Gray was the sole nongovernmental witness at the hearing, testifying alone after a break in the hearing so committee members could cast a series of votes on the Senate floor. In the first part of the hearing, Tabak was part of a panel that included the head of national security at HHS, the chief investigator for HHS’s Office of Inspector General, and the head of the Department of Homeland Security unit that vets foreigners seeking to study and carry out research in the United States. They were much more amenable to Grassley’s views on the need to keep a close eye on those bent on doing harm to the country.
So, too, were his fellow Republicans on the finance committee. Senator John Cornyn (R–TX) chastised U.S. researchers for failing to heed the warnings of Federal Bureau of Investigation Director Christopher Wray that China has perfected the use of “nontraditional collectors” to obtain U.S. technology illegally.
“The level of naïvety within the academic sector creates its own issues,” said Cornyn, adding that he plans to introduce a bill next week that would require the executive branch to develop a plan to “enhance cybersecurity protocols and protect federally funded research from foreign interference and espionage.” He challenged U.S. research universities to “up their game,” saying that he would be reluctant to support any research spending bill until institutions could demonstrate that the federally funded research on their campuses “was not being stolen right under our noses.”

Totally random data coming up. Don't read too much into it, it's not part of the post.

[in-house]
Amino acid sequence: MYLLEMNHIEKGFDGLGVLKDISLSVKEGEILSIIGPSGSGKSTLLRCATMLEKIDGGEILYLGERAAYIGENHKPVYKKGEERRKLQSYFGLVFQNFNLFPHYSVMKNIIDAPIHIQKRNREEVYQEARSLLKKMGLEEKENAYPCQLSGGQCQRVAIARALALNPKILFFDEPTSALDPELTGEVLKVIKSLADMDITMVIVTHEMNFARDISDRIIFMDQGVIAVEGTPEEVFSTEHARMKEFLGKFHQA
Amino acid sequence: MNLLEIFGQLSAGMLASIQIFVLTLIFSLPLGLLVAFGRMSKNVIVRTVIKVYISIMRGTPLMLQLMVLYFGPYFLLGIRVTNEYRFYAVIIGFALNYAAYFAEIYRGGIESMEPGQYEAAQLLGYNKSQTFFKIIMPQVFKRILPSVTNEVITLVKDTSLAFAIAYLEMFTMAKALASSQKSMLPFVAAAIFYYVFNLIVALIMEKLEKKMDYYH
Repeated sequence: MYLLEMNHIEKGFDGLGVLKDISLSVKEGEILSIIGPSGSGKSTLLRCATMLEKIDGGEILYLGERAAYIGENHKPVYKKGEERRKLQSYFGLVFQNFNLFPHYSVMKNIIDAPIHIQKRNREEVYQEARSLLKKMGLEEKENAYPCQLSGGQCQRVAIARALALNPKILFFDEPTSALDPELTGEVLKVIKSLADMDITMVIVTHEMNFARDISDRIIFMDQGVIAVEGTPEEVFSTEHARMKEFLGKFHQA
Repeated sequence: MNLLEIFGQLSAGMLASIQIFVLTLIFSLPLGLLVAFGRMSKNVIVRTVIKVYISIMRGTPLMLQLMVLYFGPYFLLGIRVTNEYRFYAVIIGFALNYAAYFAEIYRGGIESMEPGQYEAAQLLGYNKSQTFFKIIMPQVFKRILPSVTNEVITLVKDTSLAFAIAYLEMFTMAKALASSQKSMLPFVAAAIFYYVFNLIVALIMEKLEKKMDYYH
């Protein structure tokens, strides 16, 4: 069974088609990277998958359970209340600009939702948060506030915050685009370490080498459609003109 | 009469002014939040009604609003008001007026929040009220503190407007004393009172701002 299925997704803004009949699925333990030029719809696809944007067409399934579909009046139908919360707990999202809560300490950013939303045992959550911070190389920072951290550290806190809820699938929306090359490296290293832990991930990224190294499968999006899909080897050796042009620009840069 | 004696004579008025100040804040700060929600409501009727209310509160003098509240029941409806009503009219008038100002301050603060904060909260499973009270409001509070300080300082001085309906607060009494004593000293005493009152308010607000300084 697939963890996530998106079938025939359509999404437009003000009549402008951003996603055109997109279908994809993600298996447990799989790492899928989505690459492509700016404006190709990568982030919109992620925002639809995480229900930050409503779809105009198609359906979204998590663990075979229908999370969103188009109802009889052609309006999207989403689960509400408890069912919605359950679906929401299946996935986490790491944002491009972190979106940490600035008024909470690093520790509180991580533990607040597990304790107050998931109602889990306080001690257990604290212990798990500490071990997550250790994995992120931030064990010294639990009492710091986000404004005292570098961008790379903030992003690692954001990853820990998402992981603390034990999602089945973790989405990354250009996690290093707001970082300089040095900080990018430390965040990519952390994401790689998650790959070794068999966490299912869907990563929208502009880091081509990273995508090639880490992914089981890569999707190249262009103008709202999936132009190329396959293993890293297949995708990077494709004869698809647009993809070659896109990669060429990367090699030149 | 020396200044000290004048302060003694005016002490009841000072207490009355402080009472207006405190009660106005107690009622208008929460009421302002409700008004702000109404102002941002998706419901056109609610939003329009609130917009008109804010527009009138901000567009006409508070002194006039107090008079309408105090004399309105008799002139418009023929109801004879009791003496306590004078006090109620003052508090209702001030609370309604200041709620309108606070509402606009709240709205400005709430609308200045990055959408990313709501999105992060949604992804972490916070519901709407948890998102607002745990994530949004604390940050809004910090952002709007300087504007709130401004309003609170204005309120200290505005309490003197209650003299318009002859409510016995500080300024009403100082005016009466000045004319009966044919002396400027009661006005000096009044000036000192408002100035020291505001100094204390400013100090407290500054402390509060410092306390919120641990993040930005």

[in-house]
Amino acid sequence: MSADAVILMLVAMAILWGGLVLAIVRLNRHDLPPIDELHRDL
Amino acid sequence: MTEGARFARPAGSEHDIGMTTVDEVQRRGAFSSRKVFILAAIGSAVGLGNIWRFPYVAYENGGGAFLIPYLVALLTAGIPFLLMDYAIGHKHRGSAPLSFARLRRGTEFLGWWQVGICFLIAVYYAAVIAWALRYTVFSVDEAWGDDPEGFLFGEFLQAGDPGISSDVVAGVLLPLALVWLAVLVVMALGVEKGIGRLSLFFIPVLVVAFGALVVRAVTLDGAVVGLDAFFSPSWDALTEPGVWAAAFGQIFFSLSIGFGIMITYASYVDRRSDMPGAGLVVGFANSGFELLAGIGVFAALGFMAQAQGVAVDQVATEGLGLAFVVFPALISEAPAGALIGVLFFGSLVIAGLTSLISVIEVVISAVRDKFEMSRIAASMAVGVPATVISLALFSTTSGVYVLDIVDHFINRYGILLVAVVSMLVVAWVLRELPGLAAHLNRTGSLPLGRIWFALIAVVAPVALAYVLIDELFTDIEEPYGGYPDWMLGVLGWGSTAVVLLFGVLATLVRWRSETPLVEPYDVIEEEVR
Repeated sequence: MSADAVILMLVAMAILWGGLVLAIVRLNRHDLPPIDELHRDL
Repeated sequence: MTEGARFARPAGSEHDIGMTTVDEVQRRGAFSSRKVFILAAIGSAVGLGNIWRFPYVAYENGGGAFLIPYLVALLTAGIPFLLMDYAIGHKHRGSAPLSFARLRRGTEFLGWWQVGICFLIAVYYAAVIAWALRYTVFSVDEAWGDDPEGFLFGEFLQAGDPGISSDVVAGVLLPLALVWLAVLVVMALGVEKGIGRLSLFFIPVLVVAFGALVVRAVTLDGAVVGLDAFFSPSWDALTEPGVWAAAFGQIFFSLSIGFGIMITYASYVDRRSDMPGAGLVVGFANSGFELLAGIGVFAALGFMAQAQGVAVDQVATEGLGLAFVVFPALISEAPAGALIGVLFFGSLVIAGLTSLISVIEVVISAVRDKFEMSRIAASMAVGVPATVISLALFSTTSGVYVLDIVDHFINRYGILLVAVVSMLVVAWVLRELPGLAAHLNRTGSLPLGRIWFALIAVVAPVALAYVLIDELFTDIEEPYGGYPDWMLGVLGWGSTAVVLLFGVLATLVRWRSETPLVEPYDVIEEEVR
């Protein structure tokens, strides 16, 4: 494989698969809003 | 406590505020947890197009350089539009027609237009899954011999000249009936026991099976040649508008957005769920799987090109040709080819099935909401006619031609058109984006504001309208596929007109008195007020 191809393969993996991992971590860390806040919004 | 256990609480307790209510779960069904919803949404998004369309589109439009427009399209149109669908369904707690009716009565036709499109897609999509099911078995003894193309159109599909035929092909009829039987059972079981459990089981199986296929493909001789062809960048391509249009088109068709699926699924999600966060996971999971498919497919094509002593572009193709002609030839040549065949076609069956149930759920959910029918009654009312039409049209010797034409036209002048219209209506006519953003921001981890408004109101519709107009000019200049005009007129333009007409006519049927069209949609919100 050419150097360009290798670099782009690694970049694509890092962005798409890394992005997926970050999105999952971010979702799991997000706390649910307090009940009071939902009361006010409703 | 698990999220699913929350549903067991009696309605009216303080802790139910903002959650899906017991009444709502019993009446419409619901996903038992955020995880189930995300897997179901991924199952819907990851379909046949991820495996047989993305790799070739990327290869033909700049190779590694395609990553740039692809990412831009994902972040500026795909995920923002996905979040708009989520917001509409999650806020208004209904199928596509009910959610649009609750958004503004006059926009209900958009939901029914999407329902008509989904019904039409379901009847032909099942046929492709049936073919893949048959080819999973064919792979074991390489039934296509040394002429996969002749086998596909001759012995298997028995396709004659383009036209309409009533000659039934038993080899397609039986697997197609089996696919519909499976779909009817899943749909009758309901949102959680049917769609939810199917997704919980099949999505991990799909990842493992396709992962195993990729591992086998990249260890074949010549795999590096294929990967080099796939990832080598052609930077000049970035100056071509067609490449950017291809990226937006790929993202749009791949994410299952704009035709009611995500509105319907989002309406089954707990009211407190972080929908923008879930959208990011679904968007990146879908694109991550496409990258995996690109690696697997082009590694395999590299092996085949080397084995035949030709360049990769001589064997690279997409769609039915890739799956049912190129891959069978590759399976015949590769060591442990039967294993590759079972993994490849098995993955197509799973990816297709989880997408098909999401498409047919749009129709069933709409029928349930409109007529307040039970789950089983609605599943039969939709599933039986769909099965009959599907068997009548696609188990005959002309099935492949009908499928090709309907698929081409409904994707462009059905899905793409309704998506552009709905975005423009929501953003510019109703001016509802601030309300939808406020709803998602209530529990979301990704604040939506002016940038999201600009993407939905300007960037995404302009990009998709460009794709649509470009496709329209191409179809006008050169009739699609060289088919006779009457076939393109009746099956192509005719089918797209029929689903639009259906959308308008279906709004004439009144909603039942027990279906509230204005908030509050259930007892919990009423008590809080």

Wyden seemed to place much more faith in the ability of research universities to protect intellectual property, saying U.S. leadership in science is at stake. “It goes without saying that individuals and foreign governments are always going to want to chip away at our lead,” he began. “Academic institutions must understand and respond to those concerns. But let’s be careful not to overreach and create barriers that turn away bright students or cut off lines of communication with scientists from other countries. That would do a lot more harm than good.”
The real harm, he argued, was in the policies of the current administration. “The quickest way to turn out the lights of health research labs across America would be to enact the Trump administration’s proposed budget cuts to NIH,” he said. “And just a few months ago, the president signed an executive order threatening to cut off research funding for universities over a baseless panic about free speech on campus.”
“So, when you take the broader view of threats to research in America,” Wyden said, “it’s clear the biggest danger comes from within.”